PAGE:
FDA: There Are Gross Things (Like Bug Parts) In 12% Of Imported Spices

FDA: There Are Gross Things (Like Bug Parts) In 12% Of Imported Spices

It’s never going to be a fun read when a report from the Food and Drug Administration includes the words “pathogen,” “filth” and “insects.” Unless your idea of fun includes learning that 12% of the spices we import for food purposes are contaminated. [More]


FDA Suggests Tightening Access To Painkillers Like Vicodin

Yesterday the U.S. Food and Drug Administration recommended that the rules regarding drugs with hydrocodone, which is often in painkillers like vicodin, be a lot tighter. It suggests that the drug be reclassified along the level of other opioid painkillers like oxycodone and morphine. [More]

(Brian Jackson Now)

FDA Needs Help Solving Outbreak Linked To Jerky Treats That’s Sickened Thousands Of Pets

There’s been a recent spate of pet deaths and illnesses connected to jerky treats made in China in the last few years — with almost 600 pets killed and 3,600 more sickened as of now — but federal animal health officials say they’re puzzled over exactly what’s actually causing the illnesses. [More]

(Morton Fox)

Salads Sold At Red Lobster & Olive Garden Linked To Cyclospora Outbreaks In Two States

Taking some of the guess-work out of figuring out why your stomach may currently be turned inside out, the Food and Drug Administration has confirmed that salads linked to a cyclospora outbreak that’s sickened at least 400 people have been tied to four restaurants in Iowa and Nebraska, including Olive Garden and Red Lobster. [More]

(ktvorwald) None of that.

FDA Sets Rules For Gluten-Free Food Labels

In recent years much has been made of gluten — people with celiac disease can’t eat it and others simply want to keep their diets free of it. But until now, there hasn’t been any official word from on high regarding how to actually define what makes a gluten-free food. The Food and Drug Administration is changing that with a final rule on what characteristics a food must have in order to be really and truly gluten-free. [More]


Court Gives Females Of All Ages Permission To Buy Generic Emergency Contraception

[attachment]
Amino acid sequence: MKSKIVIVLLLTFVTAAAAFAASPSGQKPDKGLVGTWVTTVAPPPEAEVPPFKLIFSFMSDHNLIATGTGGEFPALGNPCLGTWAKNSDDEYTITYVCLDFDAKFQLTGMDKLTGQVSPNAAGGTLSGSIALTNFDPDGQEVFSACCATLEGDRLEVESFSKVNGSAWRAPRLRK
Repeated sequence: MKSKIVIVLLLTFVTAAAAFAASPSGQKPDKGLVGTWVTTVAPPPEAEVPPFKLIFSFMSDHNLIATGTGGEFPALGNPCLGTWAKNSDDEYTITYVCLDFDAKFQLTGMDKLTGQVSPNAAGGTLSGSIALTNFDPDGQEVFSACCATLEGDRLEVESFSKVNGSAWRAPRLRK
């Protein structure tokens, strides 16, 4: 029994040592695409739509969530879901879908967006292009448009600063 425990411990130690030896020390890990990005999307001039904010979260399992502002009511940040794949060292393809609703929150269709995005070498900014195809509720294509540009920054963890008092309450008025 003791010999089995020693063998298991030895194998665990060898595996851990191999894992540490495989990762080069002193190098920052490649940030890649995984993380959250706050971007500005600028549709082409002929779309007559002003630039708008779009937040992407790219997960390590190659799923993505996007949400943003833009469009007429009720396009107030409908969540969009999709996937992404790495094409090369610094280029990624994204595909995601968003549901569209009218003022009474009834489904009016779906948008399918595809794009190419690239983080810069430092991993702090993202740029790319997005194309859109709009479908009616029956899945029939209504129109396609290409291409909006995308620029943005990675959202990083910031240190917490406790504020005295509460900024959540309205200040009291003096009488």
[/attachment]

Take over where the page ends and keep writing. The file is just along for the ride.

There’s been a bit of a back and forth between the courts and the White House recently over who can buy what kinds of emergency contraception, or the morning after pill. The Food and Drug Administration had approved the one-pill brand name Plan B for any women 15 or older, which didn’t apply to other forms. But now a federal appeals court says girls of any age can buy two-step generic versions without prescriptions while the federal government appeals a judge’s ruling that any females can get Plan B, regardless of age. [More]


If European Sunscreens Are So Great, Why Can’t We Buy Them In The U.S.?

As someone with skin that basically ignites upon contact with the sun’s rays, I’m always looking for a better sunscreen to aid me in my battle against the inevitable sunburn. Recently I heard about a product that was anecdotally called “miraculous,” but couldn’t find it in U.S. stores. I bought it from a British retailer online, and subsequently want to marry it. So if there are such great sunscreens in Europe and elsewhere, how come we can’t get them in the U.S.? [More]


FDA Finally Solving The Burning Question Of Whether Antibacterial Soap Is Safe

You put it on your hands, wipe your utensils with it before they touch your food, slather it all over your body and generally dunk yourself in it throughout your life — but is antibacterial soap safe? Or rather, is its resident germ-killer, triclosan, ineffective or even not good for you? The Food and Drug Administration is working on an answer. [More]

No prescription required.

FDA Approves Morning-After Pill For Anyone 15 And Older Without A Prescription

The Food and Drug Administration announced yesterday that the morning-after pill has been approved for girls and women 15 and older without a prescription, as well as putting it out on drugstore shelves instead of keeping it stashed behind the pharmacy counter. [More]